Sanjay Kumar Singh draws up a mediclaim policy checklist.
Illustration: Uttam Ghosh/Rediff.com
Recently, when New India Insurance decided to raise the premium on its mediclaim policy by up to 20 per cent, a key reason it offered was that its health insurance claim ratio is high.
In its case, the hike may have been justified by the fact that it was coming after five years.
But are you aware that certain ratios, available in the public domain, can help you tell which insurers are more likely to hike their premiums in the near future?
Today, buyers need to use a mix of quantitative and qualitative criteria to be able to choose the right health insurance product.
Incurred claims ratios
"Avoid insurers whose incurred claims ratios are either too high or too low," says Kapil Mehta, co-founder and managing director, Secure Now Insurance Broker.
Incurred claims ratio is the ratio of the net claims settled by the insurer to the net premium collected by it in a year.
A very high incurred claims ratio, of say above 100 per cent, may appear favourable to customers, but comes with certain risks.
It indicates that the insurer is paying out more in claims than he is collecting through premiums.
While this does not automatically mean that the insurance company is making losses (insurers make money through investments also, and not just through underwriting gains), such a situation is not tenable.
"If the incurred claims ratio is high, there is a possibility that the insurer may revise its premium rates soon," says Dhruv Sarin, head of health insurance, Policybazaar.com.
However, regulations don't permit a company to revise its premium rates before three years.
A very low incurred claims ratio of, say, below 50 per cent, indicates either that the company settles fewer claims or that its policy is expensive.
Data on incurred claims ratio for all insurers is provided by the Insurance and Regulatory Development Authority of India, IRDAI, in the Handbook of Insurance Statistics, available on the regulator's Web site.
Claim settlement ratio
Another very crucial number from the customer's point of view, it tells what percentage of the total number of claims made by customers were paid out by an insurance company in a year.
The numerator has the total number of claims settled by the company.
In the denominator you have the following: Total claims reported, plus outstanding claims at the start of the year, less outstanding claims at the end of the year.
"Look at health insurers that have a claim settlement ratio of above 90 per cent," says Puneet Sahni, head, product development, SBI General Insurance.
Also, look at a few years' numbers to ensure that the insurance company has been consistent on this metric.
This data is available in the 'public disclosures' section on insurers' web sites.
Once you have narrowed down your choices to a few insurance companies based on these quantitative criteria, you should then ensure that the health insurance policy you buy includes a few essential features.
Buy according to your needs
For young couples, a policy that offers maternity cover is important.
Families with young children may need a policy that comes with an OPD (out-patient department) cover and free regular checkups.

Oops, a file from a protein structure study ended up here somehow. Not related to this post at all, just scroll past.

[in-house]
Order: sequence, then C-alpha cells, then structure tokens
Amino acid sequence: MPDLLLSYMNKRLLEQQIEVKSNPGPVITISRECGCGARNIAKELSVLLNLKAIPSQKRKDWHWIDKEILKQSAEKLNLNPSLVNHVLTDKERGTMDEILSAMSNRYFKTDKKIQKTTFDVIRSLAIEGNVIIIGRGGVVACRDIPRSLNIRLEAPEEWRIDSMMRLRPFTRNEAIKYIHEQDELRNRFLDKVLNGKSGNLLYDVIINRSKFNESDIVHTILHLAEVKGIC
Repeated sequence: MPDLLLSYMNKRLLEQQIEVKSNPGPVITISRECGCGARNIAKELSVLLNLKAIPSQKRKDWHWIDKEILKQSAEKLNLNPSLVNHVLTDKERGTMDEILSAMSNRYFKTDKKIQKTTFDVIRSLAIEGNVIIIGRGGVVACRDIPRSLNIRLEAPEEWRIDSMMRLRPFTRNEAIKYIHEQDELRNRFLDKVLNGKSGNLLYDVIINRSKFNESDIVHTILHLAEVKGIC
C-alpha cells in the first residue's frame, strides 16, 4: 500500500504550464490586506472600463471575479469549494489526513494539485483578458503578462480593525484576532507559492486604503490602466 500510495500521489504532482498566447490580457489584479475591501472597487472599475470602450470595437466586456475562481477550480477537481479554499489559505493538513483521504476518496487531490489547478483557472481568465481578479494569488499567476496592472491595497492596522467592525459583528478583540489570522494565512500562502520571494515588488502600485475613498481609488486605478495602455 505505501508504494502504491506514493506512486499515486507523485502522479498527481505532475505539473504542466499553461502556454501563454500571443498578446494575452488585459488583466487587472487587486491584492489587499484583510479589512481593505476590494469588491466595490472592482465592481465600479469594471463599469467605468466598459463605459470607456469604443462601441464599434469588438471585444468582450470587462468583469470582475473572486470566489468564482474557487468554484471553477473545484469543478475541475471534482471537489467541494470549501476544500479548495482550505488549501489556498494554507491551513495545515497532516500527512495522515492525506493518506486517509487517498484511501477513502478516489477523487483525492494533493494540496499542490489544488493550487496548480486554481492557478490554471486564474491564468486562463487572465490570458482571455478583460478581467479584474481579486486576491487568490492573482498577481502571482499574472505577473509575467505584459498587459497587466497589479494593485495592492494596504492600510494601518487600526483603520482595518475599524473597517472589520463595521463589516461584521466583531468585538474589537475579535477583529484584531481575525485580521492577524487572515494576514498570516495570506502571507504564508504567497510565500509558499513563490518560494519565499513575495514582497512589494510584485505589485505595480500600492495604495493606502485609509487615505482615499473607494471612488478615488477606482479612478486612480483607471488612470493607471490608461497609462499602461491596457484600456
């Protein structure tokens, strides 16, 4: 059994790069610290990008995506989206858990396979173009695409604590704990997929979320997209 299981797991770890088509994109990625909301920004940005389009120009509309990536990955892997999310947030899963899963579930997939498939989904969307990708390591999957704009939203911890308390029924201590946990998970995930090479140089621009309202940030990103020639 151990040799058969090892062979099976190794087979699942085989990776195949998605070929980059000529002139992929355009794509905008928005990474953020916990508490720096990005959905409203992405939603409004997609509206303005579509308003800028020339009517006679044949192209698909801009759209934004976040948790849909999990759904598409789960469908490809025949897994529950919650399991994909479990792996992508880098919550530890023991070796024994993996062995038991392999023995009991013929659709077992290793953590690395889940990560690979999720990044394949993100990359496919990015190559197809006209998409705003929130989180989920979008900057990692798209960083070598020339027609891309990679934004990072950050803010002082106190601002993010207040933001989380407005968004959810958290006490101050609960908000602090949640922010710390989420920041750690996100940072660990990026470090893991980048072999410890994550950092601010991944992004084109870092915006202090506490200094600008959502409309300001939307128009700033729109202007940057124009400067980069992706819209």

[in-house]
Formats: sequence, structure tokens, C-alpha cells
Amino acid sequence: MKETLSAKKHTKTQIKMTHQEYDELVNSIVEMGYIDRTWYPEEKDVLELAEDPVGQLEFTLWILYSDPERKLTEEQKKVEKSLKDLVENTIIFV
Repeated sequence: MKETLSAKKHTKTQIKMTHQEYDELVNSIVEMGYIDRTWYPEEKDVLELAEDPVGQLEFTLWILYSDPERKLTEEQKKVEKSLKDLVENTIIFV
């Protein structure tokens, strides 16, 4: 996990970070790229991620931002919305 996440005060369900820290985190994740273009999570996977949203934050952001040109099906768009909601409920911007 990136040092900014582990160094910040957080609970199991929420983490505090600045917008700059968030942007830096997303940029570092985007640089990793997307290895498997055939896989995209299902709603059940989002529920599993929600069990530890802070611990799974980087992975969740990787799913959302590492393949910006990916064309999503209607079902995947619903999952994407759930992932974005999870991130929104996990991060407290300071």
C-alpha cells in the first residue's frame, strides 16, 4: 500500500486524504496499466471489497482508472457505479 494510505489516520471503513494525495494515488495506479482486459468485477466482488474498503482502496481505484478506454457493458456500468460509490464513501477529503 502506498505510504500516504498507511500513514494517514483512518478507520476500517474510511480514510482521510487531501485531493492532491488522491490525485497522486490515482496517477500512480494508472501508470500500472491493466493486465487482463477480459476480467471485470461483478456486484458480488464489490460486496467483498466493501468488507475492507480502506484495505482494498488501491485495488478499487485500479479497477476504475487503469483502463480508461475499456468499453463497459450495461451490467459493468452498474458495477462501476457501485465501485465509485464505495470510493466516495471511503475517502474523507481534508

Senior citizens may see great value in a policy that pays for ambulance charges.
This is a crucial aspect of choosing a health insurance policy.
"Most claim rejections happen during the waiting period," says Mehta.
There are two types of waiting periods. One is the named disease waiting period. This pertains chiefly to medical conditions that can be dealt with in a planned way, such as cataract, hernia, stone removal, hip replacement, etc. Here, your insurance policy may stipulate a waiting period ranging from 90 days to two years.
Another type of waiting period pertains to pre-existing diseases. Here, the waiting period can vary from two to four years.
Choose a policy with a lower waiting period.
When buying an insurance policy, you need to be wary of sub-limits.
There should be no cap on room rent, which comprises around 25 per cent of hospitalisation expenses.
"If you go into a higher grade room by paying out of your own pocket, that can prove expensive," says Sarin.
Remember that you don't just end up paying a higher room rent; the cost of the entire procedure goes up when you move to a higher grade room.
Also, watch out for sub-limits on maternity and surgical procedures, operation room and ICU coverage, etc.
The co-payment clause means that the patient has to pay a portion of the total hospitalisation bill.
The co-payment liability usually arises in two types of circumstances.
One, when policies are issued to senior citizens, they may come with a co-payment clause.
The co-payment liability also arises when a person residing in zone two (say, a smaller city like Agra) goes for treatment in zone one (say, a metro like Delhi). In that case, s/he may have to pay a part of the bill.
"That is because her/his insurance premium was calculated based on the expectation that s/he would get treated in a zone two hospital, where treatment costs tend to be lower," says Sarin.
If you are buying a policy with the co-payment feature, ensure that the percentage you are required to pay is not too high.
Finally, do compare costs.
Many policies offer a variety of desirable features, they also cost more.
Make a distinction between features that are a must-have and those that are merely good-to-have, and choose a product that fits your pocket.
Please scroll down for more tips on how to get more from your health insurance.